May 2, 2016

Practical Improvements for the Church

My husband says I constantly try to improve things. In new situations, I scan the area to see what could be done in a better way.

In addition, I admire people who come up with creative solutions to practical problems in the church. I wouldn't want them to alter their biblical world and life view, but I am amazed at how they adapt to changing needs. I say, "Why didn't I think of that?"

I'm sure that people in your church have great ideas for improving things, and I would love to hear about them. Here are a few useful practices that I have observed in churches.

Recognizing Visitors
As a visitor, I have filled out index cards with my contact information. In a few churches, I signed the who's who in the pew folder. And, I tore off a perforated strip from the bulletin and put it in the offering plate. In return, I received imprinted pens or welcome letters from the church. 

However, my most unusual visitor recognition was a shell lei, given in a Hawaiian church. This gift served at least two purposes. It made me feel special to wear it, and it helped church members to identify me as a first-time visitor. After the service, we were invited outside the church with no walls to drink cold pineapple juice under the palms and to be greeted by others. As hard as I try, I cannot think of a way to translate this unique visitor experience to New England.

Bringing the Past into the Present
My current church began about five years before we arrived. The people met in the pastor's home and held services in front of his fireplace. When the congregation built their church, they put a fireplace in the back of the sanctuary. Once we moved into the new church, we continued to gather around the fire each Sunday evening. The congregation appreciated the continuity.

When we built a new sanctuary, the old one became a fellowship hall. The familiar object that came into the new space with us this time was the handmade pulpit. (It was modeled after a ship's bow pulpit that the former pastor's wife admired in a Maine church.) The front of our new sanctuary was built around the pulpit, which is fitting for our heritage of powerful preaching.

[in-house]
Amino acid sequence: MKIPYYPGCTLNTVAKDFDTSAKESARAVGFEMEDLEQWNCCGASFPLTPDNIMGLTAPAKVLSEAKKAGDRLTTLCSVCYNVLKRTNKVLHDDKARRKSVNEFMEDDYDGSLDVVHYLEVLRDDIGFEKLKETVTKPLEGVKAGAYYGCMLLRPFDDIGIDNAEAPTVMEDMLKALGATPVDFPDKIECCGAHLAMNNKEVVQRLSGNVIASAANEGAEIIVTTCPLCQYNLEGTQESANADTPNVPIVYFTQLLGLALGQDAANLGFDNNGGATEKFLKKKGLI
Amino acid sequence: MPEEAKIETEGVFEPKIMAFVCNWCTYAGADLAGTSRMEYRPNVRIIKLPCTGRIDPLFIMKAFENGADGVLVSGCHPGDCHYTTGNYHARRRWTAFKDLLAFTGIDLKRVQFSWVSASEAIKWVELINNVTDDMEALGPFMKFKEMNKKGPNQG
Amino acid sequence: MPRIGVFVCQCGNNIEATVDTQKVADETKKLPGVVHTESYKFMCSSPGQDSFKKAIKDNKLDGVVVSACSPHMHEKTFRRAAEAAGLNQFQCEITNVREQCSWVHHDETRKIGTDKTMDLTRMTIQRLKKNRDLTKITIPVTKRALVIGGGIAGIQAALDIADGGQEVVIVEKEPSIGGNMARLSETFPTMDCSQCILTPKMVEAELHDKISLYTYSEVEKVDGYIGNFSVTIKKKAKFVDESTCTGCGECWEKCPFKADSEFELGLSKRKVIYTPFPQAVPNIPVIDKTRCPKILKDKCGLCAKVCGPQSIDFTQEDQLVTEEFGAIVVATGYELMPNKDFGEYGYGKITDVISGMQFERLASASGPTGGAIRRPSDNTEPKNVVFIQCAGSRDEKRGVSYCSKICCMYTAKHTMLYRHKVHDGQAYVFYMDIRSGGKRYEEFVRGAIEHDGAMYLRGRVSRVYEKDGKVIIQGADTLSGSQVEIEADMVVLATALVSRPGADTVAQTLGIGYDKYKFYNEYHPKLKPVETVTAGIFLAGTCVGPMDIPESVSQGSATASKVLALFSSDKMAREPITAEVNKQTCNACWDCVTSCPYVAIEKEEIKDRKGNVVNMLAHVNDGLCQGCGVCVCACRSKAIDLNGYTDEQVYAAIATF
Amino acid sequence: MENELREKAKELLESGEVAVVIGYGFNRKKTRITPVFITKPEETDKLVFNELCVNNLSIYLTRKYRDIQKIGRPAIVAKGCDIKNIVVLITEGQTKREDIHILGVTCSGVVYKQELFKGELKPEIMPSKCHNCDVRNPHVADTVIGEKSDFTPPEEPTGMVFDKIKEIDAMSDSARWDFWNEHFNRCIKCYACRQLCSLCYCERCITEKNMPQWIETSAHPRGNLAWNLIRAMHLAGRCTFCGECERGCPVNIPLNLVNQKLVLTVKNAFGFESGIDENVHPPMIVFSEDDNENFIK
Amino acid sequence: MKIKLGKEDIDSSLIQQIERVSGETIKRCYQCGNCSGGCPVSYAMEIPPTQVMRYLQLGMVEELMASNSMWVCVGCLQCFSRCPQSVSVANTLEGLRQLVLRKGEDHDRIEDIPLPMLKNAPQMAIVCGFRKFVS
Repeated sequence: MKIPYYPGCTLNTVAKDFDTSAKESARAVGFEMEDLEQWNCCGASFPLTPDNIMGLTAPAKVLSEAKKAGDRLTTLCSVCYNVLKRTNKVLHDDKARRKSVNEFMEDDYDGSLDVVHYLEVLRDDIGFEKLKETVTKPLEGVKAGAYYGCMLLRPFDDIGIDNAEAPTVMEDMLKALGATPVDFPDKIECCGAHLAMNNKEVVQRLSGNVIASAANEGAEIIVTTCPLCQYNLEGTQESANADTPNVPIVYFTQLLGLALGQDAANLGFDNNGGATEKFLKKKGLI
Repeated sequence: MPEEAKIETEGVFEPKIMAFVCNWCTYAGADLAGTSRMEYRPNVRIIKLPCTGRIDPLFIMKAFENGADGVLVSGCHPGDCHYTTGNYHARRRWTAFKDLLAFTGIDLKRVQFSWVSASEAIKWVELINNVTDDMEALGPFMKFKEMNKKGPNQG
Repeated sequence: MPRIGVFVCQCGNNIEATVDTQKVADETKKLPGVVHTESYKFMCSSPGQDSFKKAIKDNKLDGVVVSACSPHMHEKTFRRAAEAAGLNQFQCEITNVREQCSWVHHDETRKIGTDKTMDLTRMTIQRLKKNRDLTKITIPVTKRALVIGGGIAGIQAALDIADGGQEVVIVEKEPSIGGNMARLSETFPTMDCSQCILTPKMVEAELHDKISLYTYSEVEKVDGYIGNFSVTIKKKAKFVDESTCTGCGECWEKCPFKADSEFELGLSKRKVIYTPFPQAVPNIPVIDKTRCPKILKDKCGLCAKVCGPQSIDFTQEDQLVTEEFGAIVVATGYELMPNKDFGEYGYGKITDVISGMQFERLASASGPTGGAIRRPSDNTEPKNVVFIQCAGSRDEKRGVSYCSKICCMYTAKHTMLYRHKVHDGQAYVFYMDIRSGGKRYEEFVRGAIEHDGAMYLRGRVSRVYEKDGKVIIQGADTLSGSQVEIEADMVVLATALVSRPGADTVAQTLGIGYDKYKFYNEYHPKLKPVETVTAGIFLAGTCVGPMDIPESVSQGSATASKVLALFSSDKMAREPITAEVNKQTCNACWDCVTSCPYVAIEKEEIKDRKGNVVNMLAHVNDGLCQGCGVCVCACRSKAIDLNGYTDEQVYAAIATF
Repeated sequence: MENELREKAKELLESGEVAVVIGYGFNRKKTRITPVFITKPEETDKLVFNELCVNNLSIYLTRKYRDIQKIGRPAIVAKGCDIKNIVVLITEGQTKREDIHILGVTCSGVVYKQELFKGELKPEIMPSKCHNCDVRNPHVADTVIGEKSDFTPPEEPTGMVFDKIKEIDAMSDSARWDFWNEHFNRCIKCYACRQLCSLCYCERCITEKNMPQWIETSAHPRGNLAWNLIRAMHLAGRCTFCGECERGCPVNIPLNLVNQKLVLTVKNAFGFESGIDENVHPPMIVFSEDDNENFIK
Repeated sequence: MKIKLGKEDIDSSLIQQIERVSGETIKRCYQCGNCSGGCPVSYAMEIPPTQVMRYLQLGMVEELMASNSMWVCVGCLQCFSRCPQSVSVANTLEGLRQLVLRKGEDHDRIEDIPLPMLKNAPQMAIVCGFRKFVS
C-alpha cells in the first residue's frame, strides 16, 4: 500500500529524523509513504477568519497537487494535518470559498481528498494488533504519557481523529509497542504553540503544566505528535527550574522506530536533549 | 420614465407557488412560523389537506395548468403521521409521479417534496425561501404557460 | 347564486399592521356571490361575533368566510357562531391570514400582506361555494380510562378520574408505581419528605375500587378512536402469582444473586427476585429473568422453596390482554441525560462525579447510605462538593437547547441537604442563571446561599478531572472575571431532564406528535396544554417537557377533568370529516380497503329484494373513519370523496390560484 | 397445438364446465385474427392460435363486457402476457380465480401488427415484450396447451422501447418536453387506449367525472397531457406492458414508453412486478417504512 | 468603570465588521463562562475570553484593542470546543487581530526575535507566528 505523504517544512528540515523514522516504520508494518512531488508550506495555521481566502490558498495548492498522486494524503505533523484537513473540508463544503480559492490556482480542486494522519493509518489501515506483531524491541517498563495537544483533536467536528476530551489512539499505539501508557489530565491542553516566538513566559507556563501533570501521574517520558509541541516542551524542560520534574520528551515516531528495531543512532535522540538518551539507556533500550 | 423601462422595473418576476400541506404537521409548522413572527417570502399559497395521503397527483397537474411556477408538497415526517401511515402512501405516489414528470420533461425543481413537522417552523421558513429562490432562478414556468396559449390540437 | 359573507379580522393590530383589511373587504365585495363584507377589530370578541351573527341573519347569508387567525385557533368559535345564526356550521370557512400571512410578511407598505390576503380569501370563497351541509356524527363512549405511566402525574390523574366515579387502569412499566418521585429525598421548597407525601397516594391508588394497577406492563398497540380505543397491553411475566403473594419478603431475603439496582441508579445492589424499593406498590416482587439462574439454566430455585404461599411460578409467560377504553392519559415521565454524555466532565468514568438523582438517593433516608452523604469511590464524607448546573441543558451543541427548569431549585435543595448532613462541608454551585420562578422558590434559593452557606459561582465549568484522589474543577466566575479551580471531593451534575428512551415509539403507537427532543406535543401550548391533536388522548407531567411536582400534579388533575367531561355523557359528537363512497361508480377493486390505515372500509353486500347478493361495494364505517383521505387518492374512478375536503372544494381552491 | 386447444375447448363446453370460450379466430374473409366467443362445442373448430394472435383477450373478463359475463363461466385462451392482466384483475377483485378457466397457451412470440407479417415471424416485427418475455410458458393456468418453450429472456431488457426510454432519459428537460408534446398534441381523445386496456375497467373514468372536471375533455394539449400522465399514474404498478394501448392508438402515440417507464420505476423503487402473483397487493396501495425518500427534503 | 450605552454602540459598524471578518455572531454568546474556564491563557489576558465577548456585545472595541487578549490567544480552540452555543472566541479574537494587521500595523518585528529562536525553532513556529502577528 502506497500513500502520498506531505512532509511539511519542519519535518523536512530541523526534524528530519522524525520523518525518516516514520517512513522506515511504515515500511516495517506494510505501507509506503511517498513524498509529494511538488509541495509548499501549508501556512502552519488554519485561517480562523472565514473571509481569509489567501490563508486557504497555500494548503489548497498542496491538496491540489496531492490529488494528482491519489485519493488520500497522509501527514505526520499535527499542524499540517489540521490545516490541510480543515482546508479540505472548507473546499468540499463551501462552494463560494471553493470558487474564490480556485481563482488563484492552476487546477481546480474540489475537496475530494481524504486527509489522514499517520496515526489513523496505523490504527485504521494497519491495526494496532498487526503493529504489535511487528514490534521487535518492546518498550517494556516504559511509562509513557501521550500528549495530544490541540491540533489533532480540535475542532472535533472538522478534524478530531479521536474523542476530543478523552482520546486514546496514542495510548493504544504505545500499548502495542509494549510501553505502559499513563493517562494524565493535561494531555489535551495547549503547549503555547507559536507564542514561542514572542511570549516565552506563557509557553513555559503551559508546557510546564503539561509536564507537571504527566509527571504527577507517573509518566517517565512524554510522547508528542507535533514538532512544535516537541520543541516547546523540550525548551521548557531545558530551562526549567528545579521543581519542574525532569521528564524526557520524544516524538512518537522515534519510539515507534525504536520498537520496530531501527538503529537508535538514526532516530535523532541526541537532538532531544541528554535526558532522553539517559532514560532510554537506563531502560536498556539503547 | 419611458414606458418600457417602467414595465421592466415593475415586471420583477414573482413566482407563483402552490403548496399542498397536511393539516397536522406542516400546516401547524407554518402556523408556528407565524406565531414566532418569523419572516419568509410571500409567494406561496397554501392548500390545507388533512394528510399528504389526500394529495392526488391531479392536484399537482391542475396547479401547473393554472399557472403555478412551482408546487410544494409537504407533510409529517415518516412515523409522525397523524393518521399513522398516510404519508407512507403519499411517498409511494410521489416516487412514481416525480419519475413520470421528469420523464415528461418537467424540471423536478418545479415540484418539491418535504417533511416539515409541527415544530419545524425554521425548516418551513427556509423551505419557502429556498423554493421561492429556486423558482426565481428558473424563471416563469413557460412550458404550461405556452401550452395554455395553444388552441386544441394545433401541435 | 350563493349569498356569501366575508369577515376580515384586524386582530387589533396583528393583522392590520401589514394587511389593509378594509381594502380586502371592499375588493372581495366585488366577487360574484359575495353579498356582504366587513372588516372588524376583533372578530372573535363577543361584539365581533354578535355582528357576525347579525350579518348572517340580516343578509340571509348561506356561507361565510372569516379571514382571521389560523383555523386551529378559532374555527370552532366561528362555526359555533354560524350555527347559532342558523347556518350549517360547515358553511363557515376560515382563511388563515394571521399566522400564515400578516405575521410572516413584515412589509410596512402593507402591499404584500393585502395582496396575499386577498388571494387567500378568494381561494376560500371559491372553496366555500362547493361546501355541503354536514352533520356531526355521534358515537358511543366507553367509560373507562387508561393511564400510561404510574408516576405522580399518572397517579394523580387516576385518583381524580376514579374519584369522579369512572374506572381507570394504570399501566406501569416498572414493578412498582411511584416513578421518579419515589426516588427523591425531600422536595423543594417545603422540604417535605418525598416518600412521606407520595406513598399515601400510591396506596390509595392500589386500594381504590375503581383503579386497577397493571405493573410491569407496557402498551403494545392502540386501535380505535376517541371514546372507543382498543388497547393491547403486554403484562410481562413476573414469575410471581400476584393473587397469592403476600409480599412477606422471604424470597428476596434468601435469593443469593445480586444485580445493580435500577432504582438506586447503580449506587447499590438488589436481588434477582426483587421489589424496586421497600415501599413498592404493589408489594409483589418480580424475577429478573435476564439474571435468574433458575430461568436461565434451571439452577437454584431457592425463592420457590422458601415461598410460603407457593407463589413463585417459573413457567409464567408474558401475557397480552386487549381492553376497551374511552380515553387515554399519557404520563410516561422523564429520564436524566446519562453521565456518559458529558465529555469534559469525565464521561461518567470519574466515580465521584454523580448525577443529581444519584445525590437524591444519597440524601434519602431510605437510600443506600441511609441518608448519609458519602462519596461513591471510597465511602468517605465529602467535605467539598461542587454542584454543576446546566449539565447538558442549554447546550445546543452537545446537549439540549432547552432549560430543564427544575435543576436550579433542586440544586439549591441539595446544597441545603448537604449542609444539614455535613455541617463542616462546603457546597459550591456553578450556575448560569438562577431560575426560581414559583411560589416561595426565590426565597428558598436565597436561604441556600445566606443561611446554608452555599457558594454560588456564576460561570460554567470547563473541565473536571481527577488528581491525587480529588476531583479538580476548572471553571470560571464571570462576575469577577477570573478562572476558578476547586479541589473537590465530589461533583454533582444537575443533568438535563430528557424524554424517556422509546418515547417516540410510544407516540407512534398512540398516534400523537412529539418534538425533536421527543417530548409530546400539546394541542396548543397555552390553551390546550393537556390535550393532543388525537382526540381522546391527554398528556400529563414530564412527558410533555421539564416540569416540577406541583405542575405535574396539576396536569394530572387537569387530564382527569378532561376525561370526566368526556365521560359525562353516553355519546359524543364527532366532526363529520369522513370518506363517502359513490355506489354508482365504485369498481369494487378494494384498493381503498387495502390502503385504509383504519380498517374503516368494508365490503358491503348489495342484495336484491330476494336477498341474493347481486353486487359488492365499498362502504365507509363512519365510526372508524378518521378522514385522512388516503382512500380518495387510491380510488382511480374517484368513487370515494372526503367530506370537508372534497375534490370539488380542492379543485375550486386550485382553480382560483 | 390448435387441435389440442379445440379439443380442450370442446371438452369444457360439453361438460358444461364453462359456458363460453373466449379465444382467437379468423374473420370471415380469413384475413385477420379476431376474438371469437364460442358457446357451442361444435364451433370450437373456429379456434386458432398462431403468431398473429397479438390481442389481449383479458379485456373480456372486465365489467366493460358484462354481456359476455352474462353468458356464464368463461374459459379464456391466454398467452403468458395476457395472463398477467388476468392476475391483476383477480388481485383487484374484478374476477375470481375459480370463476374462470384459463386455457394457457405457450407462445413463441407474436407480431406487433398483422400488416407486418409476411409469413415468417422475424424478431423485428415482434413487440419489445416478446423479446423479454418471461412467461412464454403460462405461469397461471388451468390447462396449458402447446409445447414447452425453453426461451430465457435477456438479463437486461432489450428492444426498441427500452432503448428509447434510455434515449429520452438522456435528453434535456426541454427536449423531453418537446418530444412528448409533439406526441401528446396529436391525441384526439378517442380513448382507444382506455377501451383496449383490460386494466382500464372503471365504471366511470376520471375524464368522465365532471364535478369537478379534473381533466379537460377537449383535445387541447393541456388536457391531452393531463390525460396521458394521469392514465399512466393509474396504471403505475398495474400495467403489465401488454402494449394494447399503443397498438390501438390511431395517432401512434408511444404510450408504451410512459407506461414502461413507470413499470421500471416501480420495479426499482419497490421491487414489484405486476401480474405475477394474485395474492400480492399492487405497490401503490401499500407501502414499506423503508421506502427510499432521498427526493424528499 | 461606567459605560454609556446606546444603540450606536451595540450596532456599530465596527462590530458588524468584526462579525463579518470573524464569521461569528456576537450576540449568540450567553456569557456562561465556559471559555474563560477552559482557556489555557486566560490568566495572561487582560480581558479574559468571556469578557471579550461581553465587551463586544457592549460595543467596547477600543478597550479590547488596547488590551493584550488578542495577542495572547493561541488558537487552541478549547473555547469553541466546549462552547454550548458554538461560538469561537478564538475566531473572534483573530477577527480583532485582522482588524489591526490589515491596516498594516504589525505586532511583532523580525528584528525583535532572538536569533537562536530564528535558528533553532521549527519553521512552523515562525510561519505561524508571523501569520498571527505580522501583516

Fostering Fellowship
Coffee and fellowship time between church and Sunday school has always been important to our members. When our congregation was much smaller, we gathered in the church's kitchen to drink hot beverages with baked goods made by volunteers. In an environmentally-conscious move, we invited members to keep a distinctive reusable mug at church for coffee and tea. Cleanup was quite a commitment.

Coffee time became easier once we had a dedicated fellowship hall. We eliminated the mugs for health reasons, stopped the goodies, added hot chocolate, made coffee in the kitchen and put the urns on restaurant carts to wheel them to the hall. One of the downsides of this arrangement was the need to move the cart out of fellowship hall and through an adult Sunday school class in session to get to the kitchen once the urns were empty. In addition, the carpeting suffered from stains.

Recently, our coffee station underwent another transformation. We have a new permanent setup that allows coffee to be made and cleaned up quickly on the spot. We even have two videos on our church website that explain the process. The area has a floor that is easily washed, cabinets for all the supplies, urns with their own water supply, ample counters and a sink. There is lots of space for fellowship, too. It is a wonderful improvement.

I hope this helps you see how some churches meet specific practical needs and adjust to new situations. If you have any of your church's improvement ideas to share with us, please comment below. 


1 comment:

  1. Imagine with all your mind. Believe with all your heart. Achieve with all your might.
    Annyeong!Thanks for sharing your interesting article, please do visit my site too God Bless :)


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